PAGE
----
Bhubaneswar: India successfully test-fired Agni-5, a surface-to-surface ballistic missile, from the APJ Abdul Kalam Island, off the Odisha coast today. The intercontinental ballistic missile was test-fired by the Defence Research and Development Organisation (DRDO) at 7:50 PM.
The missile uses a three-stage solid fuelled engine and can accurately strike targets up to 5,000 km away.
India has at present Agni-I with 700 km range, Agni-II with 2,000 km range, Agni-III and Agni-IV with 2,500 km to more than 3500 km range.
The successful test of Agni-5 is in line with India’s stated policy to have ‘credible minimum deterrence’ that underpins the commitment to ‘No First Use’, said the Ministry of Defence.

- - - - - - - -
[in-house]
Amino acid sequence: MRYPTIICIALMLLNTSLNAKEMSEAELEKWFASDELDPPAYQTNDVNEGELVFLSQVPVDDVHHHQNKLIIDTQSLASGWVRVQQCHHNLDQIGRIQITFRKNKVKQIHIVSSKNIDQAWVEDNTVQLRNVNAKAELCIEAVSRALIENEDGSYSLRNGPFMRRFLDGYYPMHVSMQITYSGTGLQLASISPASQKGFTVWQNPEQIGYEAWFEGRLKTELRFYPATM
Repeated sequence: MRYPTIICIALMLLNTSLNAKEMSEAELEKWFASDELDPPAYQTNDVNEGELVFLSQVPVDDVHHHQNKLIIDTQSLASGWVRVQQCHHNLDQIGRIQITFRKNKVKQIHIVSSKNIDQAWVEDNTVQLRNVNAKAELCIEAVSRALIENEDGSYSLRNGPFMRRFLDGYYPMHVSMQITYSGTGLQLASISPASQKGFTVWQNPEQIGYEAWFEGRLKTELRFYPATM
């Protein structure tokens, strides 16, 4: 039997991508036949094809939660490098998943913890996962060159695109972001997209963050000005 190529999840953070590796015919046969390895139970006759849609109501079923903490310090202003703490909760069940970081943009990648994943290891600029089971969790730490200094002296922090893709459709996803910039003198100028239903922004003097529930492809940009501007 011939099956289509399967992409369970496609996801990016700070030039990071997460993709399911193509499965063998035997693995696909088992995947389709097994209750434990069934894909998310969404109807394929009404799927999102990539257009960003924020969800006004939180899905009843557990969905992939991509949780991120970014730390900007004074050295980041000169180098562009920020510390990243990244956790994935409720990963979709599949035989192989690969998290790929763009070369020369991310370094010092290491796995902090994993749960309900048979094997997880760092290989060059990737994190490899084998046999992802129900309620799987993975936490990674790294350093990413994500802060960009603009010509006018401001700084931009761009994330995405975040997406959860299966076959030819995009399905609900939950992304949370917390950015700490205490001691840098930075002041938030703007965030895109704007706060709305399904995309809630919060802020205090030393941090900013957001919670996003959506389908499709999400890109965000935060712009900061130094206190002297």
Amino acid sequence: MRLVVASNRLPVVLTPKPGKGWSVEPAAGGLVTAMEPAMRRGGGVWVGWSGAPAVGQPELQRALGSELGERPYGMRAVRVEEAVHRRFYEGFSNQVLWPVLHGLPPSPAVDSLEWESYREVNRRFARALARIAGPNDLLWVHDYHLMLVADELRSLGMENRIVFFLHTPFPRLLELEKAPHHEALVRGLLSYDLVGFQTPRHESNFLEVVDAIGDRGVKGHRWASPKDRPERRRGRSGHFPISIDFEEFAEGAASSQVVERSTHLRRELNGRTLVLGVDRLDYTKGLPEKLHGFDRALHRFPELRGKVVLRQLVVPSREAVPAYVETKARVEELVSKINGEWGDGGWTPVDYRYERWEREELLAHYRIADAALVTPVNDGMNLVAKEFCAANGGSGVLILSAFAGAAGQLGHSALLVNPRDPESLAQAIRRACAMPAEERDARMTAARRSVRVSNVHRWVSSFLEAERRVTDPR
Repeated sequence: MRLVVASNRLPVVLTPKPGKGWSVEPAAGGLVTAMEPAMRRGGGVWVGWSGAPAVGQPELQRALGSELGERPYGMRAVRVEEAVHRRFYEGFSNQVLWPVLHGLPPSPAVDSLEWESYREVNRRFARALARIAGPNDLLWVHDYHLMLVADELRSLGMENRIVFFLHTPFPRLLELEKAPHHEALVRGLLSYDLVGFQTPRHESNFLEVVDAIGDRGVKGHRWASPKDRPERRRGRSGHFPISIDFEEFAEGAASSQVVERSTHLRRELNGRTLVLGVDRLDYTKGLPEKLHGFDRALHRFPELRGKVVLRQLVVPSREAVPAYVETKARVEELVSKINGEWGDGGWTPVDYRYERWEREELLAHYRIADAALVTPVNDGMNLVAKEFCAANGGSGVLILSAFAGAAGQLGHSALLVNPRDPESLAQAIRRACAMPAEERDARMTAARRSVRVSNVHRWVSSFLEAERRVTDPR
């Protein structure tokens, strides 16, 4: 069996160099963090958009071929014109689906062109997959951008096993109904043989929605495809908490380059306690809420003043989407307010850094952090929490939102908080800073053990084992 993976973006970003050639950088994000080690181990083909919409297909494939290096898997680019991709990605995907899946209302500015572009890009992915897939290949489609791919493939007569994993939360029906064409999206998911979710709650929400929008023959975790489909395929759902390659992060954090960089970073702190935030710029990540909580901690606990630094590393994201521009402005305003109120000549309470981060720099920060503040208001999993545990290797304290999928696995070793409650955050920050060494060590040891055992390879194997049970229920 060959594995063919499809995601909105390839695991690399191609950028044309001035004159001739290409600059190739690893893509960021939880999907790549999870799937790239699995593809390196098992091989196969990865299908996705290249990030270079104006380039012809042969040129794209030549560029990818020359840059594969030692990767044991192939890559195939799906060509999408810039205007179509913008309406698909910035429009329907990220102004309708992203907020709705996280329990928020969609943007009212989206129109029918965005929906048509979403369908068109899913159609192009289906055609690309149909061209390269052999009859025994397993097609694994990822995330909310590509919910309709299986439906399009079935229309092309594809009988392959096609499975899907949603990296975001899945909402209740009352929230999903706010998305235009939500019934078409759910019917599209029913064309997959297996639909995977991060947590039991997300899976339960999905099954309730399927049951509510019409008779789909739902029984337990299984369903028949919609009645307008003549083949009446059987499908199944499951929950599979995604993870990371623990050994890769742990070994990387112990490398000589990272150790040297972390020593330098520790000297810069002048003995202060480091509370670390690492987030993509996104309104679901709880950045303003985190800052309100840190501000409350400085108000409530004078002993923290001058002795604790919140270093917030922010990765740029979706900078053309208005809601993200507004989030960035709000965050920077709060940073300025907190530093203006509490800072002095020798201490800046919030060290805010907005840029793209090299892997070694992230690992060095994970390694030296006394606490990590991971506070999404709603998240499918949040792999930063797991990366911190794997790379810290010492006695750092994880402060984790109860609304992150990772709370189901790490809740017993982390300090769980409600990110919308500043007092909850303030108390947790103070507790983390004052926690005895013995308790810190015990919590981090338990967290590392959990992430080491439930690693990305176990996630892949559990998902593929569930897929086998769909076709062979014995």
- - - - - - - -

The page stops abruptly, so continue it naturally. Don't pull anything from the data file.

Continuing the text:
The missile is 1.75 meters tall with a diameter of 2 metres. It’s 1,500 kg warhead will be placed on top of the three-stage rocket boosters that are powered by solid fuel.
Scientists have said that at its fastest, the Indian intercontinental ballistic missile will be 24 times faster than the speed of sound travelling 8.16 kilometres per second, and achieving a high speed of 29,401 kilometres per hour.
It is equipped with a ring laser gyroscope inertial navigation system that works with satellite guidance.
It is also capable of hitting its target with pinpoint precision. It can be launched from mobile launchers.
It is programmed in such a way that after reaching the peak of its trajectory, it turns towards the earth to continue its journey to the target with an increased speed, due to the earth’s gravitational pull.